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Varadaraja Raman

Professor Emeritus of Physics and Humanities, Rochester Institute of Technology; former President, Institute on Religion in an Age of Science

Varadaraja V. Raman is Emeritus Professor of Physics and Humanities at the Rochester Institute of Technology.

He has lectured and written profusely on many aspects of Indian heritage and culture and authored numerous books, more than 300 book reviews and scores of articles on science and religion. He is an active member of organizations devoted to building understanding between science and the humanities. He has been elected Senior Fellow of the Metanexus Institute, and was the recipient of the Raja Rao Award, which honours and recognizes writers who have made an outstanding contributions to the literature of the South Asian Diaspora. He has written a web column entitled Reflections on Remote Roots, which is widely circulated to people of Indian heritage in many parts of the world.

His undergraduate work was in physics, and his first postgraduate degree was in mathematics, all at the University of Calcutta. His doctoral work at the University of Paris, carried out in the medium of the French language under the supervision of the Nobel laureate Louis de Broglie, was in theoretical physics, specifically on the mathematical underpinning of quantum mechanics.

He served the UNESCO for a few years, during which time he became more interested in the history and philosophy of science. His varied interests took him into avenues of work well outside the confines to which many physicists are limited. Eventually, he settled down at the Rochester Institute of Technology in the USA as a professor of Physics and Humanities.

He went on to publish extensively on the historical, philosophical, and social aspects of science. His scholarly papers on those matters have been on the history of thermodynamics, the origins of physical chemistry, the genesis of the Schrödinger equation, the early reactions to Einstein’s theory of relativity, the impact of the Copernican revolution, and on the Euler-D’Alembert controversy in 18th century mathematical physics. He has also written on such topics as the history of the theory of gravitation, of the energy conservation principle, and of acoustics.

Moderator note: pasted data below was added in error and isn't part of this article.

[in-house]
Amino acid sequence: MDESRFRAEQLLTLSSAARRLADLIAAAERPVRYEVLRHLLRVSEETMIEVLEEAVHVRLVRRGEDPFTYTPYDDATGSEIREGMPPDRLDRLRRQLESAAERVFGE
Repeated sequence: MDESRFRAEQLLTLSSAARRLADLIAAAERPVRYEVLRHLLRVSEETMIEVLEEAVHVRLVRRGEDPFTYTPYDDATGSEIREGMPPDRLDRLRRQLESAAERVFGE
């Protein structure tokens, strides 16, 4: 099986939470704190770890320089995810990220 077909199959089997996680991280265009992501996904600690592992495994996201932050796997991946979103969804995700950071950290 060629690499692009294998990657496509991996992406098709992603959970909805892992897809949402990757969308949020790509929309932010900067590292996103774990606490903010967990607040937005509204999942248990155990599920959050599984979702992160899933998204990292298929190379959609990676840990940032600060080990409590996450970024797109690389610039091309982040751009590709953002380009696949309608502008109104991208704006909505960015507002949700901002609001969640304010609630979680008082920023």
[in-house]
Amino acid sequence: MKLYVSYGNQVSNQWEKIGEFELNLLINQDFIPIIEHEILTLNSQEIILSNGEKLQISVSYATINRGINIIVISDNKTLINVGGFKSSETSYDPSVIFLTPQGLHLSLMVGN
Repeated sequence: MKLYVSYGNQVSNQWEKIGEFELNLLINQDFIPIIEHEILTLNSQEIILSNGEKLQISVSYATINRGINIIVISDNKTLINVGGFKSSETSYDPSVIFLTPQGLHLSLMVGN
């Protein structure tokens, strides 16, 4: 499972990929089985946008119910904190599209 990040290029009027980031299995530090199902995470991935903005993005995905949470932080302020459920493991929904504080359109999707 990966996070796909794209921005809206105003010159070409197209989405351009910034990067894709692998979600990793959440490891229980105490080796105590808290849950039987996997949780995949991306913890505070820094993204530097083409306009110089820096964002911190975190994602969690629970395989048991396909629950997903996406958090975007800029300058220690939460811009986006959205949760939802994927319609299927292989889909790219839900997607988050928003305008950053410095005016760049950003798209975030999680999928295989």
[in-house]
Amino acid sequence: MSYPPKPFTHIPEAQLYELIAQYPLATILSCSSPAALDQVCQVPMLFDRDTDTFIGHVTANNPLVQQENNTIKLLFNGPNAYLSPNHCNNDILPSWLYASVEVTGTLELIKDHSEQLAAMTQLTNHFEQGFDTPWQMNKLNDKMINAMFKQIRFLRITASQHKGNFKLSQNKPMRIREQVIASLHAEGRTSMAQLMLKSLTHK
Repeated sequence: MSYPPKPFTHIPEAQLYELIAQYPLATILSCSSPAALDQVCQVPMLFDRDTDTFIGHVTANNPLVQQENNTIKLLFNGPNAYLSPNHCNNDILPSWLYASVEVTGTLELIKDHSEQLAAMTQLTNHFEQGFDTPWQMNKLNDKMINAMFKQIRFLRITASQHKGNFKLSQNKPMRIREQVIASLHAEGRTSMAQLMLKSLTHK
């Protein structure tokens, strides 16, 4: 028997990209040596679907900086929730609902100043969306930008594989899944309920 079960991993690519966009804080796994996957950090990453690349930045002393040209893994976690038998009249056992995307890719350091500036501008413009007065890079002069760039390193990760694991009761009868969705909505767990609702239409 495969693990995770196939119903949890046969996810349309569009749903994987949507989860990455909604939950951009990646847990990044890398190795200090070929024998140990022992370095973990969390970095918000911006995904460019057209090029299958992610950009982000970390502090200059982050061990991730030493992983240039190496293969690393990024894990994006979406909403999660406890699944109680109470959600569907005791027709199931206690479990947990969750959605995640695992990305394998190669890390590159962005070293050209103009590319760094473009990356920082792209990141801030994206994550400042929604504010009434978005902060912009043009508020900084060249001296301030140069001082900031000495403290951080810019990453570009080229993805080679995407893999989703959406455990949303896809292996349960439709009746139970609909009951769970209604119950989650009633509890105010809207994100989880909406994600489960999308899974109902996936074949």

In 1988, he was nominated by his university’s president, and was a recipient of the Outstanding Educator award, presented in Washington D.C. by the American Association of Higher Education.

Raman has been a member of the Calcutta Mathematical Society, American Physical Society, American Association of Physics Teachers, Philosophy of Science Association and History of Science Society. He has served as the President of various cultural/social organizations including The Interfaith Forum of Rochester, The India Community Center of Rochester, The Bengali Association of Rochester, the Rochester Tamil Sangam which he founded, the Martin Luther King Commission of Rochester. He was elected the 2004-2005 Metanexus Fellow on Science and Religion, in which capacity he delivered six lectures at the Hillel Hall of the University of Pennsylvania on Indic Visions in an Age of Science.

Dr. Raman has been for many years a member and lecturer at the Institute on Religion in an Age of Science (IRAS) where he has been active in the discussions on Religious Naturalism. He offers both the perspective of a scientist (physicist) and that of a teacher of a New Age religion.


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Variety in Religion and Science: Daily Reflections

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